BUFFALO, N.Y. — Three months ago, on September 17, a Rochester firm walked away with the $100,000 grand prize in a state sponsored contest to re-purpose the Buffalo Skyway.
Governor Cuomo ordered the taxpayer funded competition to drum interest in building Buffalo's waterfront of the future.
As early as July, however, 2 On Your Side began getting emails from contest hopefuls who said they had been notified their submission had been rejected.
We asked the state to provide us with all the materials associated with the rejected submissions through a Freedom of Information Law request.
The state recently complied with the request by sending a disc containing more than 100 rejected submissions.
You Can’t Be Serious
It's easy to see why some were dismissed.
When asked to discuss their credentials, technical capabilities, and past experience, one person answered, "I am an expert on driving on the skyway."
Another wrote, "I have played city skylines, a city planning simulator, on X-Box one."
Others provided only crude drawings of their vague proposals, one of which appeared to have been sketched out on a napkin.
As well, when it came to stating how their vision might be financed and whether it was reasonable, one admitted "I haven't done that much...not too savvy with budgets and finances"
Another contest hopeful suggested some of the money required could be raised through a GoFundMe page, while another suggested raffles.
Yet another figured Labatt’s could pay for their idea to repurpose the Skyway if the supporting pillars were portrayed as giant beer cans instead.
Contest Drew Interest Form Far and Wide
When the contest was announced by the Governor, he predicted it would attract interest worldwide.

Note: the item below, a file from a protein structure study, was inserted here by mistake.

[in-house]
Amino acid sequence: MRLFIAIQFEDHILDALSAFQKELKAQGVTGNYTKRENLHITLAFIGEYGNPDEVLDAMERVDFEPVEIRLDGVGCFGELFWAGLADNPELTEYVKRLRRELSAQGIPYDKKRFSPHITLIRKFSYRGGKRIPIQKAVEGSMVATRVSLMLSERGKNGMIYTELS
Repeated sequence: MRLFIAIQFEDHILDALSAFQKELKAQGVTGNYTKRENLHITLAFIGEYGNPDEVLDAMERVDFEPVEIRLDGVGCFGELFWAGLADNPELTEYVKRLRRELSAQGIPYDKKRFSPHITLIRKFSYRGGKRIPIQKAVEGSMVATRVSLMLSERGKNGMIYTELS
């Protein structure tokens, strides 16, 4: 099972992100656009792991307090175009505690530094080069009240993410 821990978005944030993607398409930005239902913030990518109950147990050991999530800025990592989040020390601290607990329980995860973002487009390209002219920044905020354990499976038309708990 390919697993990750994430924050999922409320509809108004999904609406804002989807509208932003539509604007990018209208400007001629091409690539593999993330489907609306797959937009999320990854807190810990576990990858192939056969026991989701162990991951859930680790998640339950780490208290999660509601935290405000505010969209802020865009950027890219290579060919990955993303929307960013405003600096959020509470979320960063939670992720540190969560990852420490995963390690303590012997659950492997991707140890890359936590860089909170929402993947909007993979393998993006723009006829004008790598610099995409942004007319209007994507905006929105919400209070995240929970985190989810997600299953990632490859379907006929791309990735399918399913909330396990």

It turns out ...that was not a stretch.
A myriad of proposals came from literally around the globe.
Among the rejected submissions: one from a Chinese architect, which called keeping the Skyway intact but reducing traffic to one side of the overpass, with the other side reserved for pedestrians and bicyclists who could stroll through an elevated urban park surrounded by the world’s longest and tallest roller-coaster.
Another plan that ended up on the cutting room floor, from an Italian based firm, called for a Skyway Riviera of sorts…with beaches and pools immersed in a linear park.
An architect from India proposed adding a second deck to the skyway, with cars above, pedestrians below, and jazzing the whole thing up with hanging gardens.
Submissions were also received from entrants from Australia and Turkey.
Some Wild Ideas
Closer to home, a group of architects who graduated from the University at Buffalo called for the Skyway to be re purposed into living space, with pods which would hang from the bridge deck where those dwelling in them could wave to those passing by on a gondola.
There were several suggestions the Skyway should be replaced with a tunnel…and another which called for the Skyway to be made in a "tunnel in the sky", by creating a sort of covered bridge that would cut down on maintenance and wintertime closures.
More than one suggestion involved turning the skyway into a renewable energy complex, by either covering its road deck with windmills or solar panels.
There were also a couple of suggestions that the Skyway would make a dandy site for a glass enclosed convention center.
The most expensive proposal, submitted by a Chinese firm, would have been for several tall apartment buildings whose residents would enjoy an experience not unlike “living in a space ship”, according to its description. The complex would be nestled along a station for a maglev train, with an estimated price of $100 billion.
That lofty plan was antithesis of another of the rejected proposals called “common Sense”. It was submitted with a picture of the existing Skyway with a note that said, “It’s already built and heavily used, so just keep it as it is.”